Selecting radical innovation opportunities
Be clear: if you want different levels of innovation, e.g. incremental and radical, you have to use different selection criteria for each. The surest way of killing anything remotely radical is to apply your standard selection criteria, which are likely to be aligned to support incremental changes.
You may also want to ensure that the ideas are communicated in a way that the decisions makers can understand; beware that the way information is presented is critically influencing whether a positive or negative decision is being made.
You may also want to think about the risk preferences of those involved. Are they comfortable with uncertainty and ambiguity, and how strongly will this influence their decision? Internal people might have a preference for the incremental and the preservation of the status quo – even if at the rational level they understand the need for more radical innovation. For radical innovation to succeed people need to buy into the argument not only with their heads but also with their hearts – not least as radical innovation is hardly ever supported by sufficient evidence to satisfy the numbers-driven. To counter preference for incrementalism you may want to bring external people with an appetite for great ideas and a passion for innovation into the decision-making process, such as successful entrepreneurs.
Finally, make the assessment and selection fun: give people roulette chips or imaginary bags of money to play with. Rather than another chore this can be an opportunity for senior people to have serious fun. You might end up with everyone desperately wanting to be part of the team looking at (radical) innovation – a better challenge than not being able to attract key senior decision makers to the table.
Implementing radical innovation
As with the selection stage, implementing radical innovation requires measuring with different yard sticks. This is why many organisations use alternative structures such as hothouses, venturing units, or spin-outs. This often seems the only way forward as the culture in the ‘mothership’ is often so hostile that nothing remotely radical would have any chance of survival, and because conditions in which radical innovation thrives are rather different from those that are conducive for incremental innovation and smooth operations. Unless you want to set up a separate business or business unit, your radical innovation will face ‘re-entry‘ into the mainstream at some point, and you need to think about this from the outset. This has to be planned carefully as this is often the point where a great idea is stabbed into the back.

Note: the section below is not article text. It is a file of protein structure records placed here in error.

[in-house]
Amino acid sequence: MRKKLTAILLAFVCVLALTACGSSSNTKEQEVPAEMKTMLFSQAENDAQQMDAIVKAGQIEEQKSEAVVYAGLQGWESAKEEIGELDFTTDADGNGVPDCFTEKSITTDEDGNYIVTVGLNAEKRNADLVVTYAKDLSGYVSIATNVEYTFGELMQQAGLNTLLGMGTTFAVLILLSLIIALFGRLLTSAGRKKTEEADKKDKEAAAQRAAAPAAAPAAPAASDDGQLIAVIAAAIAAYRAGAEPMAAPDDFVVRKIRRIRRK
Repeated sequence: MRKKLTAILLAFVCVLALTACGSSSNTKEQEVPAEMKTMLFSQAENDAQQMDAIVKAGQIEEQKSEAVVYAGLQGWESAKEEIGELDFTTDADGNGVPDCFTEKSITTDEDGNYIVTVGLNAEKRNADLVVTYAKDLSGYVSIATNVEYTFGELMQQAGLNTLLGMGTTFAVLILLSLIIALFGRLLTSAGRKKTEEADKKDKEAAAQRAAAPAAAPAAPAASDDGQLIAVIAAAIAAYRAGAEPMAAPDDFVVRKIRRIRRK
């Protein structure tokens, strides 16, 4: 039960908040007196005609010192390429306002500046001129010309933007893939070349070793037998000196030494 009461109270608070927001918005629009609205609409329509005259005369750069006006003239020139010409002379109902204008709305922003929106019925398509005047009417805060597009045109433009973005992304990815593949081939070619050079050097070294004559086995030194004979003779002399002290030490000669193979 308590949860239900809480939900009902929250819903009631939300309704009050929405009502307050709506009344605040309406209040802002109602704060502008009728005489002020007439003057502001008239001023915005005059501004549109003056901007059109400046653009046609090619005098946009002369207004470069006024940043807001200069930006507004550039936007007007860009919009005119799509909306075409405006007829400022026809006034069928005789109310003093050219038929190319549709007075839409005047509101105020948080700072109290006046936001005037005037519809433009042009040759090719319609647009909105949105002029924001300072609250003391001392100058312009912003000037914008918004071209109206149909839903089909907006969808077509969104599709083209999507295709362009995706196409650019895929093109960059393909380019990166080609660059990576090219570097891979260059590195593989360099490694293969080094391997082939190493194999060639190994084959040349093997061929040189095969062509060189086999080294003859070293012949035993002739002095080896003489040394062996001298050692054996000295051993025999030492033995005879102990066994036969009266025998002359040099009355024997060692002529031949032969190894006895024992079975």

How this can happen is, for example, establishing high level sponsorship with a personal passion for the project and a willingness to actively protect the radical innovation from the organisation’s immune system until is had a chance to develop some deep roots.
You may also want to reconsider your ‘normal’ expectations around timing. If something is truly new you are likely to come up against snags that were impossible to predict at the outset, you might need some skills you had not planned for, and you might go down some blind alleys before reaching the best possible solution; even though the allegedly over 1,000 experiments Edison conducted to arrive at the light bulb as we know it might be a little excessive.
This means that in order to come up with some true innovation you will have to accept failure; experimentation and exploration are fundamental parts of innovation. In the context of innovation I prefer to refer to “learning” rather than “failure”. What is considered a ‘failure’ often turns out to be an essential stepping stones to the next big innovation success. If you view a failure as a learning opportunity it also becomes much less threatening.
Given all the above the big question, are you, sincerely and committedly, willing to do what it takes to create a truly innovative organisation?